top of page


Found a good resource, video or course on this topic? Let us know and we will add it to this site! 



We're supposed to be keeping an eye on how much we drink, but how many of us really know what a unit of alcohol is?

With so many different drinks and glass sizes, from shots to pints – not to mention bottles – it's easy to get confused about how many units are in your drink. Knowing your units will help you stay in control of your drinking.

  1. To keep health risks from alcohol to a low level if you drink most weeks:

  2. men and women are advised not to drink more than 14 units a week on a regular basis

  3. spread your drinking over 3 or more days if you regularly drink as much as 14 units a week

  4. if you want to cut down, try to have several drink-free days each week


Realising you have a problem with alcohol is the first big step to getting help. You may need help if:

  1. you often feel the need to have a drink

  2. you get into trouble because of your drinking

  3. other people warn you about how much you're drinking

  4. you think your drinking is causing you problems

A good place to start is with a GP. Try to be accurate and honest about how much you drink and any problems it may be causing you.

If you have become dependent on alcohol, you will have found it difficult to fully control your drinking in some way. So you'll probably need some help either to cut down and control your drinking or stop completely and also some plans to maintain the improvement after that.


The GP may suggest different types of assessment and support options available to you, such as from local community alcohol services. If you have become physically dependent and need to stop drinking completely, stopping overnight could be harmful. You should get advice about this and about any medications you may need to do this safely.


The short-term risks of alcohol misuse include:

  • accidents and injuries requiring hospital treatment, such as a head injury

  • violent behaviour and being a victim of violence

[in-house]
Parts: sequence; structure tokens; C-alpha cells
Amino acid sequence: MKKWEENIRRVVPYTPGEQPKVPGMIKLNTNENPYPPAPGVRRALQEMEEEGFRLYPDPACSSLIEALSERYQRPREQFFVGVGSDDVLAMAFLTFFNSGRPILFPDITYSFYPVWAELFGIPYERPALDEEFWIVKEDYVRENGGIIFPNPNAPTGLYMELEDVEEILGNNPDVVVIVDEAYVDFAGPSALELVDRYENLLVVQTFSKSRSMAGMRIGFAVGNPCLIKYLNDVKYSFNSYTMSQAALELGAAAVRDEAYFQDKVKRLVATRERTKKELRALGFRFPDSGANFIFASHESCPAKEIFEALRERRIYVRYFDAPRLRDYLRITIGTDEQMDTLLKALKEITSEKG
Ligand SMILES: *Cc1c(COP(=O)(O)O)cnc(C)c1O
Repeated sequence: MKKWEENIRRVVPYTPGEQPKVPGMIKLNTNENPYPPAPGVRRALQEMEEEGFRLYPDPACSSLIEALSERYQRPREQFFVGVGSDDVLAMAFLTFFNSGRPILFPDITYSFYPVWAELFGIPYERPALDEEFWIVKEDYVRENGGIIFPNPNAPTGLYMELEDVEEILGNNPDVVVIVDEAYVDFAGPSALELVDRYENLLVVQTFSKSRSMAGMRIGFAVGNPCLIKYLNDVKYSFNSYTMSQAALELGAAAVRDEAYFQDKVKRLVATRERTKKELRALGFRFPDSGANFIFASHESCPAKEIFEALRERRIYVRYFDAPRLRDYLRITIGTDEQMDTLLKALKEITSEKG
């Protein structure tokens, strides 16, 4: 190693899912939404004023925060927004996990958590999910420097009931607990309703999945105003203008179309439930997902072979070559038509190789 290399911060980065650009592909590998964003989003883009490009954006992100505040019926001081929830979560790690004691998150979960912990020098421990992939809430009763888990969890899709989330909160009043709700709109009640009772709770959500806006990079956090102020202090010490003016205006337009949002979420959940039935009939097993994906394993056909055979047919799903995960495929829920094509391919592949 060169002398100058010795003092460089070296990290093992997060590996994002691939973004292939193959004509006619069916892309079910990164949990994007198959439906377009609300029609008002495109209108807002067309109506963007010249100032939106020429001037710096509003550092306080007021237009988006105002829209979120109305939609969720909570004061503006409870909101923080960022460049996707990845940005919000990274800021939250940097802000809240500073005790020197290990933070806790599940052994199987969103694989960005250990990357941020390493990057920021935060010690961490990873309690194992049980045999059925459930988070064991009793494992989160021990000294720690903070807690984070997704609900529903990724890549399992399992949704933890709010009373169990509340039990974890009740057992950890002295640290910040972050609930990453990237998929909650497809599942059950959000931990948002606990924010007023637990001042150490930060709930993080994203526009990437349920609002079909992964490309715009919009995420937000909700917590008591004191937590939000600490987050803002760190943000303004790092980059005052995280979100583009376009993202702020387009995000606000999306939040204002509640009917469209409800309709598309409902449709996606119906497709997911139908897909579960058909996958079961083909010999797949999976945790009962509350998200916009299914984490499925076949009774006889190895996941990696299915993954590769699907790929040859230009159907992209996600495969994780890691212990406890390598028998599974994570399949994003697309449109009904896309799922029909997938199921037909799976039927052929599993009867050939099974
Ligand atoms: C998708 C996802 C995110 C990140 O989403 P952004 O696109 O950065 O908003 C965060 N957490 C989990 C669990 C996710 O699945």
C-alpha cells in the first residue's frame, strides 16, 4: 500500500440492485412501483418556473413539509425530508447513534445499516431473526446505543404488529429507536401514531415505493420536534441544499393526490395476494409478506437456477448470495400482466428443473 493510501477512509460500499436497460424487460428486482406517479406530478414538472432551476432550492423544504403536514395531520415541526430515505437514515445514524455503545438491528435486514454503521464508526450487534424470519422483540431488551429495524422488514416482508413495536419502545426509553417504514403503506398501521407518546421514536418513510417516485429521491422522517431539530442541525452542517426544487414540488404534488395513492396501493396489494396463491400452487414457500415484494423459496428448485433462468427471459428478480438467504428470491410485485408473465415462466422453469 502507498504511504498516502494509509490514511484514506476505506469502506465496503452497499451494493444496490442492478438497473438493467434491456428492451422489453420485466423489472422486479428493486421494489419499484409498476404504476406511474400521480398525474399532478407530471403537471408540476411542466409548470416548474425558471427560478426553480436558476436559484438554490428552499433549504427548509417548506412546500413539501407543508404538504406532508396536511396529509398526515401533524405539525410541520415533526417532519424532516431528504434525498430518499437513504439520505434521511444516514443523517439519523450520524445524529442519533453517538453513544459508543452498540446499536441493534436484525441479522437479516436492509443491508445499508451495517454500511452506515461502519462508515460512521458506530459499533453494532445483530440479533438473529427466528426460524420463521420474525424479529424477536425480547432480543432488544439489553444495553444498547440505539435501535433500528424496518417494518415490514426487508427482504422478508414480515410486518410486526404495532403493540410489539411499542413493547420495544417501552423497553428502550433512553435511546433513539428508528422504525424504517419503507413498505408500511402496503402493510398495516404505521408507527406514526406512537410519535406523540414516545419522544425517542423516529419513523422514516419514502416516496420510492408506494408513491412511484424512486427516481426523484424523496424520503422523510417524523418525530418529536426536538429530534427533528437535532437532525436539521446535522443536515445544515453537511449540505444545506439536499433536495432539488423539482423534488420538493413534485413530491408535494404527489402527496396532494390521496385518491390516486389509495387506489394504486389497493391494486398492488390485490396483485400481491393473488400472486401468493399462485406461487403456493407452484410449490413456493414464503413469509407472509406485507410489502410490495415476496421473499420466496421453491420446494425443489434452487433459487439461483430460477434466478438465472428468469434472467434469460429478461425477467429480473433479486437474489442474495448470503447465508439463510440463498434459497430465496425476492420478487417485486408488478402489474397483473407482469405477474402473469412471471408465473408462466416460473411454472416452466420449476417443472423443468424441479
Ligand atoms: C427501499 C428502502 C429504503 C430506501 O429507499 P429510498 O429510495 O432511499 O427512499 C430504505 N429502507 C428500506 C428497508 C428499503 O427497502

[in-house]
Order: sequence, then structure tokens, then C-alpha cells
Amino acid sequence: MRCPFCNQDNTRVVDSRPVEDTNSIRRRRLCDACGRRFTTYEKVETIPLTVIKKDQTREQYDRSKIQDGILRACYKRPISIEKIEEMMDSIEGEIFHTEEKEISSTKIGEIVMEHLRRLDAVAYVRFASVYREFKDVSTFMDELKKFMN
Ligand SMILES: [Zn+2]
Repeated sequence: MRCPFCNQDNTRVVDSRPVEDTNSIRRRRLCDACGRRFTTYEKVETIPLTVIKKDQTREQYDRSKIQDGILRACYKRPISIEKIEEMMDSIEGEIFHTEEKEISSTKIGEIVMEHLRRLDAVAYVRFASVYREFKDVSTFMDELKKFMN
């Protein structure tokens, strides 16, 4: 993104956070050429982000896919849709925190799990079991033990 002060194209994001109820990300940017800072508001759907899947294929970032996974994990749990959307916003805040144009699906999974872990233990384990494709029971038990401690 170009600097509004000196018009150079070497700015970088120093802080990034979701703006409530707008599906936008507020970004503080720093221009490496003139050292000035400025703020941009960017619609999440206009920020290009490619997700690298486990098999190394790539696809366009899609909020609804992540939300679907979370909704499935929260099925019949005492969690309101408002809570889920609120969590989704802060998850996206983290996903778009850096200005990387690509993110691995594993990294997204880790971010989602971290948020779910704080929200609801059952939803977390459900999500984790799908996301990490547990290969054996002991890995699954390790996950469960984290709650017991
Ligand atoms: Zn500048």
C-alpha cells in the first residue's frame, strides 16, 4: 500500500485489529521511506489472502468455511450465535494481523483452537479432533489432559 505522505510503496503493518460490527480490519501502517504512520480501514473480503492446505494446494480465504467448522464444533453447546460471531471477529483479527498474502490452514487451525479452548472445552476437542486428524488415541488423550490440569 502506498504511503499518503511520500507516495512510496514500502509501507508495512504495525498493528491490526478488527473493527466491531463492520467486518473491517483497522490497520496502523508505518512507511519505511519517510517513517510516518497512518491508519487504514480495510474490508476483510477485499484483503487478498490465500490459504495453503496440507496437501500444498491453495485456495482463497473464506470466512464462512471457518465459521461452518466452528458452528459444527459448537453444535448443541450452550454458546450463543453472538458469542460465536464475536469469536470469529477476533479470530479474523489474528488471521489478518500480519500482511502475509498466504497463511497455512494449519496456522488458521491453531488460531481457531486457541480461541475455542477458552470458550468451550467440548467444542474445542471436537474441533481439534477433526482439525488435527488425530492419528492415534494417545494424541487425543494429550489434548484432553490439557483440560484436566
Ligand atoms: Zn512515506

• unprotected sex that could potentially lead to unplanned pregnancy or sexually transmitted infections (STIs)

  • loss of personal possessions, such as wallets, keys or mobile phones

  • alcohol poisoning – this may lead to vomiting, fits (seizures) and falling unconscious

  • People who binge drink (drink heavily over a short period of time) are more likely to behave recklessly and are at greater risk of being in an accident.


Persistent alcohol misuse increases your risk of serious health conditions, including heart disease, stroke, liver disease, liver cancer, bowel cancer, mouth cancer, breast cancer, and pancreatitis.

As well as causing serious health problems, long-term alcohol misuse can lead to social problems for some people, such as unemployment, divorce, domestic abuse and homelessness. If someone loses control over their drinking and has an excessive desire to drink, it's known as dependent drinking (alcoholism).


Dependent drinking usually affects a person's quality of life and relationships, but they may not always find it easy to see or accept this. Severely dependent drinkers are often able to tolerate very high levels of alcohol in amounts that would dangerously affect or even kill some people.


'Self-help' tips don't solve the issue. However, they can help you/others feel more in control when experiencing strong emotions. 

If you find that 'self-help' isn't enough, consider reaching out to a counsellor or your GP for help managing overwhelming emotions. 


Make a plan and set a limit on how much you are going to drink . It may help to only have a fixed amount of money to spend on drinks if you are going out  for the evening


Take it a day at a time and cut back a little each day. Maybe you have a smaller drink or use a smaller glass. Or try swapping your drinks to lower strength ones.


Try alternating your drinks. So for each glass of alcohol you follow it with a glass of water. This will also help you to stay hydrated.


Try and have several drink free days each week.


Make sure that you eat before drinking and during as well.


Change your social habits. Meeting up with others doesn't have to revolve around drinking. Find other activities to do together.grab a coffee, meet for breakfast or go out together and take part in physical exercise.


Don't use alcohol as a stress reliever or as something to lighten your mood. Alcohol is a known depressant and the after effects will leave you feeling worse than before.


If you are worried about yours or someone else's levels of drinking, reach out and speak to people. GP or support groups within college or the workplace. Lean on your friends to help and support you through.


Educate yourself on your units and understand what you have been consuming. It can be shocking to see how much you do consume in a day/night especially when you are pouring ‘home’ measures.


Try to replace unhealthy drinks such as alcohol and energy drinks with healthier ones. The health benefits are huge and you will notice the difference. Having the ‘hair of the dog’ or filling up on energy drinks to keep you going, will result in bigger problems over time and are the underlying reason why you have little to no energy and have difficulties with sleep.